4. After the module is imported you need to setup a connection to your SharePoint site, for example. Remember that the service account used cannot be configured with two factor authentication, the account also has to have permissions on the SharePoint site.
  5. I have put together an example runbook for this scenario, which can be found here. It will first show/output you all data that comes from the webhook. It will then connect to SharePoint and get the current list and list item. In the end of the runbook an account is created and a hash table is created to update back into SharePoint. Either use my example runbook or build a new runbook.
  6. Next step, after the runbook is in place, is to create a webhook, click on the runbook, click webhook and add a new webhook. Remember to copy the webhook URL before clicking Create

Configure the SharePoint workflow

It is now time to configure the SharePoint workflow that will trigger the runbook when a new list item is created.

  1. Open SharePoint Designer and load your SharePoint site
  2. In SharePoint Designer, click Lists and Libraries on the left side, then click on your list
  3. On the right side on SharePoint Designer, click New… next to Workflows
  4. Name the new workflow, for example Workflow 0003 in my example. Use SharePoint 2013 Workflow as platform type
  5. When the workflow is created, configure it to start automatically when a new item in the list is created
  6. Click Edit Workflow to start build the new workflow
  7. The runbook, when complete, should look like this
  8. The first step is to build a Directory, map list fields with variables
  9. Next step is call the runbook webhook, paste the webhook URL. Remember to change to HTTP POST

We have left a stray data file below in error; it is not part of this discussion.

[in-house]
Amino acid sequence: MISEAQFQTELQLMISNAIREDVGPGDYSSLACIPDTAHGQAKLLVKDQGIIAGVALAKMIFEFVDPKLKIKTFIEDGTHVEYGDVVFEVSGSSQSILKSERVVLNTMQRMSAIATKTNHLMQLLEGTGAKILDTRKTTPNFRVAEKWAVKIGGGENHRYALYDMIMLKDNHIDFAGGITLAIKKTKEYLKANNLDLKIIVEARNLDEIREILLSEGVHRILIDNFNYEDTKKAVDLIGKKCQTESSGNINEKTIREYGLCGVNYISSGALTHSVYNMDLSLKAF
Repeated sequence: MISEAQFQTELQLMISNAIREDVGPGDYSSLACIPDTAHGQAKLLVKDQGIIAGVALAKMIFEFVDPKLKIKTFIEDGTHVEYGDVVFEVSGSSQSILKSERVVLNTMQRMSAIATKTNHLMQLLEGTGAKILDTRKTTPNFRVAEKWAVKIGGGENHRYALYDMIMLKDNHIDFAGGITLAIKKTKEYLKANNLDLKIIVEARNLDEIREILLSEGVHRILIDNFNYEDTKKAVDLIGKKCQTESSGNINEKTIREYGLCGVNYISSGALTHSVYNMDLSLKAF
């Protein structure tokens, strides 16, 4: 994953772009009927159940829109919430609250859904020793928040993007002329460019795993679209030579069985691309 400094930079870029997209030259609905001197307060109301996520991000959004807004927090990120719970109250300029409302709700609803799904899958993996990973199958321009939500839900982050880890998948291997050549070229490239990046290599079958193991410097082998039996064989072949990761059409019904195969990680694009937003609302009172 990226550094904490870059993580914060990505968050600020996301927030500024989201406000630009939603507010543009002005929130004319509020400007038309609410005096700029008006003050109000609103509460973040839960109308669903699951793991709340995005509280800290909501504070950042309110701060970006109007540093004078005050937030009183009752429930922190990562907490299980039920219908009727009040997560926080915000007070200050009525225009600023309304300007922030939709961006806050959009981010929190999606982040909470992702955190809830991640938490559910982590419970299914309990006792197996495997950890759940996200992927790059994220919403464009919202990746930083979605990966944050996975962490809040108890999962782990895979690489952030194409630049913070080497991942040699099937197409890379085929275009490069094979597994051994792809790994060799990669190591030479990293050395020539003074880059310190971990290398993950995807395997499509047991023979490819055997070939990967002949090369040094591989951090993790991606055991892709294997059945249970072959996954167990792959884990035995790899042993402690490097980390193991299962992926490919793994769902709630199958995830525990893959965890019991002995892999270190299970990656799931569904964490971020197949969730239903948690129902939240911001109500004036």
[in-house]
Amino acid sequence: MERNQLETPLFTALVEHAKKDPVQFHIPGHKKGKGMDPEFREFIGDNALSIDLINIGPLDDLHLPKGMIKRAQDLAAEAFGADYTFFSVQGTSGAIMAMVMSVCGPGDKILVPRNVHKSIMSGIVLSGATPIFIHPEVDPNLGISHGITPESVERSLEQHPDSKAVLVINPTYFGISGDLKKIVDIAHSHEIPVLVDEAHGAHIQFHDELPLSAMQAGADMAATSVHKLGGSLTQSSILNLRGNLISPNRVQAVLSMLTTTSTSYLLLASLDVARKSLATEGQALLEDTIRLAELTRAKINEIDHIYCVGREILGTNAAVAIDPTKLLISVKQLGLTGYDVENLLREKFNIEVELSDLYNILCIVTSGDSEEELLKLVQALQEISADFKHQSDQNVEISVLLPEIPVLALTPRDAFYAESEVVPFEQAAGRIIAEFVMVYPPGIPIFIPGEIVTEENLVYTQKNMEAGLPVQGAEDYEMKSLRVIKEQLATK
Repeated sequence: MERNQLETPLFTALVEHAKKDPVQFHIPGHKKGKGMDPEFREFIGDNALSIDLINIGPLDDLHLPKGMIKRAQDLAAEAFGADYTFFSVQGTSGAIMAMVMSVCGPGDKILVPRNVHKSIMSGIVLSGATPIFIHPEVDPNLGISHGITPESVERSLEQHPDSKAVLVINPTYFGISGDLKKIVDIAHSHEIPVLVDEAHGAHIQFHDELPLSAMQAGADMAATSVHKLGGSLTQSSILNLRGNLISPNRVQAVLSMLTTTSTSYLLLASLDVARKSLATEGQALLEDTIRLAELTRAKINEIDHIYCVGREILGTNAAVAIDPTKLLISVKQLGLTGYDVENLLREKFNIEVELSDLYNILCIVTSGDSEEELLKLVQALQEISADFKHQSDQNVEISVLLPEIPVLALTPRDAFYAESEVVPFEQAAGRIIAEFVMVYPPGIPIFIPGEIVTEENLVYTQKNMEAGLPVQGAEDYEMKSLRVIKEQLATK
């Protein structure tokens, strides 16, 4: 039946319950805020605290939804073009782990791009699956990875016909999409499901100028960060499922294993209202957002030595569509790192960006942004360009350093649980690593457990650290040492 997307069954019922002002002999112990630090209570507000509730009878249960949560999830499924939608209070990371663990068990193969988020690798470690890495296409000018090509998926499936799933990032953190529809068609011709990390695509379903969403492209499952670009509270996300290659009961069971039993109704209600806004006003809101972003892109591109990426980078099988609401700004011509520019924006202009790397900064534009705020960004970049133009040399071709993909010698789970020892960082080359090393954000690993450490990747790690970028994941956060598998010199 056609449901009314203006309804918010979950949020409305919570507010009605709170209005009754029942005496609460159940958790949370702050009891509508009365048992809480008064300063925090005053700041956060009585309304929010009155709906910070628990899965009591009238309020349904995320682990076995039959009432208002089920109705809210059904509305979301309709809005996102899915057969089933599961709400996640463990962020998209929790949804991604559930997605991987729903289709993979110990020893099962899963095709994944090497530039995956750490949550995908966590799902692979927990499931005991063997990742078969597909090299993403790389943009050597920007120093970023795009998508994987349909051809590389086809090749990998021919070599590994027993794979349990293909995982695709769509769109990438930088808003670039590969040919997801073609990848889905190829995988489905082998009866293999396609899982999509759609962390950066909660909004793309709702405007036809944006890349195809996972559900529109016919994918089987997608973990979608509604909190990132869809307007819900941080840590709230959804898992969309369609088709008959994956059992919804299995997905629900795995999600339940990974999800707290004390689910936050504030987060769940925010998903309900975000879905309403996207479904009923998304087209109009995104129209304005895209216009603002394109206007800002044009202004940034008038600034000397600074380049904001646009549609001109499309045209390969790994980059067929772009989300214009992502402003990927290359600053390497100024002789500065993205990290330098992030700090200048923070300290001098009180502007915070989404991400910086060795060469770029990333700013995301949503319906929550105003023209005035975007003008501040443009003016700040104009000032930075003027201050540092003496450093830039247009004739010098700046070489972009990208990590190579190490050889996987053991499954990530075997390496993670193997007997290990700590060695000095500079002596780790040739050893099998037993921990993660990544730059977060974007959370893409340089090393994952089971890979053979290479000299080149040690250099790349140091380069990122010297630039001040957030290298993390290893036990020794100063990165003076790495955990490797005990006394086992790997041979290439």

10. The last step in the workflow post the response from Azure Automation back to a column in a list. When the workflow do the HTTP POST to trigger the runbook a message is sent back, that is the message that you will write back to a column. This will be a simple log if the job has been submitted to Azure Automation successfully
  11. When all steps in the workflow are configured, click SAVE and then PUBLISH in SharePoint Designer.

Testing 1-2-3

We have now built a list in SharePoint, we have built a workflow in SharePoint that will invoke a runbook. The runbook performs some action, in this example it creates an AD account, and sends the results back to the list in SharePoint.

We fill in the list item. I guess that with a bit more SharePoint skills it would be possible to hide the two last test fields when filling in the information. Those two fields are only used to store status.

After a couple of seconds we can see that the workflow has run (Stage1) and that there is a response from Azure Automation when triggering the webhook (Accepted)

In Azure Automation we can see that the jobs has completed. We can see a lot of info as Output from the runbook. In a production runbook you might want to scale down all the extra code and output J

If we go back to SharePoint and do a refresh we can see there is a result saying the account already exists in AD and no new account has been created. If we submit a new item with request for another account is works, the new account is created J

If you would like to add approval steps to your solution, read more here.

OMS black belt Jakob also have great ideas about using SharePoint Online that I recommend, read it here


  1. “I have put together an example runbook for this scenario, which can be found here.” – looks like link is missing. Awesome post though!

Leave a comment

Your email address will not be published. Required fields are marked *

This site uses Akismet to reduce spam. Learn how your comment data is processed.